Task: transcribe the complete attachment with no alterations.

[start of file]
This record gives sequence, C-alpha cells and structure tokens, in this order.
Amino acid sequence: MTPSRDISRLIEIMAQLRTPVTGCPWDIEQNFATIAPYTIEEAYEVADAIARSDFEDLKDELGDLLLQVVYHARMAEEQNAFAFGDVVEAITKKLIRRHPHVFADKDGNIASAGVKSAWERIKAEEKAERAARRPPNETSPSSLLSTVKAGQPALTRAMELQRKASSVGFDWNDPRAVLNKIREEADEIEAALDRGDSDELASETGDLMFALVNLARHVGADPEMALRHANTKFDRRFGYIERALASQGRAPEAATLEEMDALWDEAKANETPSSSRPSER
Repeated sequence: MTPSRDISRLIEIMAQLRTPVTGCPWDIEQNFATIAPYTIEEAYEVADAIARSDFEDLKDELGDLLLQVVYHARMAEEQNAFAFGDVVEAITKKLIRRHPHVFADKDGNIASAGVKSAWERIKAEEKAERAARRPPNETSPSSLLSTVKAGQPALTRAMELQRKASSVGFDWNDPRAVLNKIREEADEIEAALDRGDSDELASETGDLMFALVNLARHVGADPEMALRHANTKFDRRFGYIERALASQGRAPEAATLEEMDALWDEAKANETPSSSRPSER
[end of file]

This record gives sequence, C-alpha cells and structure tokens, in this order.
Amino acid sequence: MTPSRDISRLIEIMAQLRTPVTGCPWDIEQNFATIAPYTIEEAYEVADAIARSDFEDLKDELGDLLLQVVYHARMAEEQNAFAFGDVVEAITKKLIRRHPHVFADKDGNIASAGVKSAWERIKAEEKAERAARRPPNETSPSSLLSTVKAGQPALTRAMELQRKASSVGFDWNDPRAVLNKIREEADEIEAALDRGDSDELASETGDLMFALVNLARHVGADPEMALRHANTKFDRRFGYIERALASQGRAPEAATLEEMDALWDEAKANETPSSSRPSER
Repeated sequence: MTPSRDISRLIEIMAQLRTPVTGCPWDIEQNFATIAPYTIEEAYEVADAIARSDFEDLKDELGDLLLQVVYHARMAEEQNAFAFGDVVEAITKKLIRRHPHVFADKDGNIASAGVKSAWERIKAEEKAERAARRPPNETSPSSLLSTVKAGQPALTRAMELQRKASSVGFDWNDPRAVLNKIREEADEIEAALDRGDSDELASETGDLMFALVNLARHVGADPEMALRHANTKFDRRFGYIERALASQGRAPEAATLEEMDALWDEAKANETPSSSRPSER